Keeping Small Working Groups Motivated

Last weekend I had an opportunity to collaborate with another organization on a workshop in which we had participants develop an 80-item rubric designed to evaluate the competence of eye care professionals.

A big chunk of the time we set aside for this workshop was to have small groups work for 90-120 minute periods of time on rubric development. That’s a long time to request small groups to hunker down and focus on a repetitive, sometimes tedious task. As we designed the workshop, we kept asking ourselves: how can we keep people motivated to stay focused and productive during these long stretches? Continue reading

Instructional Design Inspiration from an Indian Restaurant

The waiter stopped by my table and dropped off a menu as I waited for a colleague to join me. As I flipped through the pages, I noticed that each section of the menu (appetizers, vegetarian options, non-veg options, desserts) was broken up by a page of random food history.

It struck me that there might be a lesson in here for training professionals and instructional designers. A lesson that could reduce the amount of time they spend delivering superfluous content. Continue reading

Two Words of Advice for Anyone who Designs Software Training

Computer Training

Over the past few years, I’ve been asked to help design a variety of training programs during the implementation of new software products and computer systems.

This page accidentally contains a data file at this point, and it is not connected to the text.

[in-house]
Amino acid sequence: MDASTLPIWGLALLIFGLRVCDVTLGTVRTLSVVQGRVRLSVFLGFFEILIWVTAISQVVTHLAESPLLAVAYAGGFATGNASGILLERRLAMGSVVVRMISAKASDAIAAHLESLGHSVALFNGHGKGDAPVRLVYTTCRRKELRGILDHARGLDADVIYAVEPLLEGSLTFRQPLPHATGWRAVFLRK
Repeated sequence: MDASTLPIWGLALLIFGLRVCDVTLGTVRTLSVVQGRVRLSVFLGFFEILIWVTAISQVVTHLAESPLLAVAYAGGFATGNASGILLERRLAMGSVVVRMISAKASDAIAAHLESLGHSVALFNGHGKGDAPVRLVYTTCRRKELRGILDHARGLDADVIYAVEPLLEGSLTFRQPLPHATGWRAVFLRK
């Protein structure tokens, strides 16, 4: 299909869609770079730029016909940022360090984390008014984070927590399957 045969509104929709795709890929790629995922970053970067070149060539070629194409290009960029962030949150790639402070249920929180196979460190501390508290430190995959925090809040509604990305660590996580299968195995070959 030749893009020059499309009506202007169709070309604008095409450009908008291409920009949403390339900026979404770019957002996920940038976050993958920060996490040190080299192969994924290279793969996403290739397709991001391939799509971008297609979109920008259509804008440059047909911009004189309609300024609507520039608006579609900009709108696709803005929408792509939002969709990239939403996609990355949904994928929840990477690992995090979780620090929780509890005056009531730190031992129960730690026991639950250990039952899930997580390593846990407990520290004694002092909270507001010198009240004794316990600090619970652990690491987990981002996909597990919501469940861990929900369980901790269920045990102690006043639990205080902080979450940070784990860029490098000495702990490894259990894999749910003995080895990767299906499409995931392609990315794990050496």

It boggles the mind how complicated software vendors have tried to make their user adoption training. Here are two words of advice for anyone who works for a company that is tasked with training clients on their software: Continue reading

One Word all L&D Professionals Must Take to Heart


Last week I had a chance to facilitate a presentation skills workshop. A colleague had helped me re-tool the lesson plan for the workshop and I was curious how it might turn out.

Instead of introducing a number of concepts and then asking participants to put together and facilitate a sample lesson plan, we instead introduced a lesson plan template and let people design a 15-minute lesson plan. Every 30-45 minutes we would stop participants to give them some content around adult learning, engagement strategies and how to tighten up the language they use (eliminate those uhs and uhms). Continue reading

L&D lessons from… a photobooth?


Last weekend I attended a fundraiser and near the entrance was a photobooth. And there was a long line to wait in order to get pictures.

It seems photobooths are en vogue these days – at wedding receptions, birthday parties, church gatherings, office holiday parties. Inside the photobooth, children and adults alike giggle, make funny faces, wear silly hats. The photobooth is an instant icebreaker for some, a must-do destination for others.

On the other hand, there’s training. I can’t say people line up for most training courses. There’s not much giggling or enjoyment that comes out of the training room.

Are there lessons that the photobooth can teach L&D professionals? Continue reading